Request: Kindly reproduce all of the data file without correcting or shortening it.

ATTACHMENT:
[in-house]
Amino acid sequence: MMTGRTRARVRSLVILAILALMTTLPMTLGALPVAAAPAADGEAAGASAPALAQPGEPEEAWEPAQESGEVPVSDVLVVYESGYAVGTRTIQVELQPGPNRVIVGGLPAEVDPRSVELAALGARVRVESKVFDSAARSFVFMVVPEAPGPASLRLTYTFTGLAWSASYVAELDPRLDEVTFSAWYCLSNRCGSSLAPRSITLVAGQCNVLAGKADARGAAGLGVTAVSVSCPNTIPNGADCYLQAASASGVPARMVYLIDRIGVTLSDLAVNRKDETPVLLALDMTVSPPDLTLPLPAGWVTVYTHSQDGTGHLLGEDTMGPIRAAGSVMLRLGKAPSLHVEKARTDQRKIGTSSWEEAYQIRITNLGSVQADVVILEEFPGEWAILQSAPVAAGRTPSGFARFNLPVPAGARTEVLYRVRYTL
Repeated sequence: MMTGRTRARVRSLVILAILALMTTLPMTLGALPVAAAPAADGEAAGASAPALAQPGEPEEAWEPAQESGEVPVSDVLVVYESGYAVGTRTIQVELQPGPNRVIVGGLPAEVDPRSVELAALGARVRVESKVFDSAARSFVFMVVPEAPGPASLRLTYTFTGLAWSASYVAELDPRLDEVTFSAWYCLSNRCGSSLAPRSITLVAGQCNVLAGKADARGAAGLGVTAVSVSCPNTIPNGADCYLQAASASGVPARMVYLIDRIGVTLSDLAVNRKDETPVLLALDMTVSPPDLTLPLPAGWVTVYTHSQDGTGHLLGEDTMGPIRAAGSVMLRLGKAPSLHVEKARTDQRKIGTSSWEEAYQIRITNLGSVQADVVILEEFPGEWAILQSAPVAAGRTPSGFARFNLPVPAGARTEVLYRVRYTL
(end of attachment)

[in-house]
Amino acid sequence: MMTGRTRARVRSLVILAILALMTTLPMTLGALPVAAAPAADGEAAGASAPALAQPGEPEEAWEPAQESGEVPVSDVLVVYESGYAVGTRTIQVELQPGPNRVIVGGLPAEVDPRSVELAALGARVRVESKVFDSAARSFVFMVVPEAPGPASLRLTYTFTGLAWSASYVAELDPRLDEVTFSAWYCLSNRCGSSLAPRSITLVAGQCNVLAGKADARGAAGLGVTAVSVSCPNTIPNGADCYLQAASASGVPARMVYLIDRIGVTLSDLAVNRKDETPVLLALDMTVSPPDLTLPLPAGWVTVYTHSQDGTGHLLGEDTMGPIRAAGSVMLRLGKAPSLHVEKARTDQRKIGTSSWEEAYQIRITNLGSVQADVVILEEFPGEWAILQSAPVAAGRTPSGFARFNLPVPAGARTEVLYRVRYTL
Repeated sequence: MMTGRTRARVRSLVILAILALMTTLPMTLGALPVAAAPAADGEAAGASAPALAQPGEPEEAWEPAQESGEVPVSDVLVVYESGYAVGTRTIQVELQPGPNRVIVGGLPAEVDPRSVELAALGARVRVESKVFDSAARSFVFMVVPEAPGPASLRLTYTFTGLAWSASYVAELDPRLDEVTFSAWYCLSNRCGSSLAPRSITLVAGQCNVLAGKADARGAAGLGVTAVSVSCPNTIPNGADCYLQAASASGVPARMVYLIDRIGVTLSDLAVNRKDETPVLLALDMTVSPPDLTLPLPAGWVTVYTHSQDGTGHLLGEDTMGPIRAAGSVMLRLGKAPSLHVEKARTDQRKIGTSSWEEAYQIRITNLGSVQADVVILEEFPGEWAILQSAPVAAGRTPSGFARFNLPVPAGARTEVLYRVRYTL